The Teddington Gardener

Standen – A meeting with some Remarkable Espalier Apple Trees

With a workshop to host this coming week, I thought I’d look again at these remarkable and ancient espalier apple trees at Standen …

The Teddington Gardener

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I visited Standen at the beginning of April 2013 and took these photographs then. March, as I recall, had been a frozen tundra of a month with temperatures barely reaching about freezing day or night. The first daffodils were only just coming through, so different to the early Spring enjoyed last year.

I am minded to reprise this visit as the kitchen garden not least was home to a group of serious Espalier fruit trees – Grand Dames dating back to when the gardens were first laid out at in the last years of the 19th Century – making them about 120 years old…. The lower tiers have gone the way of all things, but the top tiers are massive, encrusted things and still fruitful. Something to bear in mind when planting your own espaliers, they are likely to outlive us all!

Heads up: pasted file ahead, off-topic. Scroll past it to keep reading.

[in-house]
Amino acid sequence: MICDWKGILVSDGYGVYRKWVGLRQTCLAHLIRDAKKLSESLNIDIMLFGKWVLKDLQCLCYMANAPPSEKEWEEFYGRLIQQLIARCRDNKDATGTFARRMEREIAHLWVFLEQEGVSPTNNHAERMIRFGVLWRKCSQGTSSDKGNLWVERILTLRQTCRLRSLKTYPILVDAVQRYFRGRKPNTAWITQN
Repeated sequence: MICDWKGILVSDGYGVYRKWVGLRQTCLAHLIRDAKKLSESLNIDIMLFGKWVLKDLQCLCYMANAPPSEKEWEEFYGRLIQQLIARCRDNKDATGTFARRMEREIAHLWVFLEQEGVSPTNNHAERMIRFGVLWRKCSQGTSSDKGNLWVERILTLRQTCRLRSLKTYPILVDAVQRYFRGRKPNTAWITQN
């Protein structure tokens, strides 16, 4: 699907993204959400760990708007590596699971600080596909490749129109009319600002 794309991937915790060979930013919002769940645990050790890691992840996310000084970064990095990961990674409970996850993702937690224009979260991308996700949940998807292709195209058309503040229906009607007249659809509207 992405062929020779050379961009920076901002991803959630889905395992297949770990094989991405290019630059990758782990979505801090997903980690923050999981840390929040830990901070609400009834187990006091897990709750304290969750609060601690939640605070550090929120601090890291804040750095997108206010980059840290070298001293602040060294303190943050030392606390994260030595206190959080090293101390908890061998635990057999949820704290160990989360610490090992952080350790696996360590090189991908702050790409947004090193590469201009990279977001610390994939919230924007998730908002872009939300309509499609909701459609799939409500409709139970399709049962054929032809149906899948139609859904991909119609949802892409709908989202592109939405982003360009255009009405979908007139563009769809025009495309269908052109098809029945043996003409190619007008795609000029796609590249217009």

I’m presenting a workshop at Petersham Nurseries next Tuesday…

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2 comments

  1. John Rail

    OK, I,m baffled, probably because I’m from California & we don’t have these ancient gardening traditions. Why are the apple trees @ Standen Gardens espaliered, when they’re in the open garden?

    It’s great to have you back!

    John

    • Hi there, I suspect the vegetable and fruit gardens have changed their configuration through the past hundred-plus years – the gardens have only recently been renovated and a full restoration started – I think the whole site has languished in gentle decay and decline for many many years. Behind these ancient trees is a plain old field with beehives in it and nothing much else, but in their heyday, they probably formed screens to separate one area from another. The trees throughout the garden were planted, yew hedging established and the kitchen garden were all started in 1891…! Happy to be back with The Teddington Gardener too!

      Best wishes, Martin

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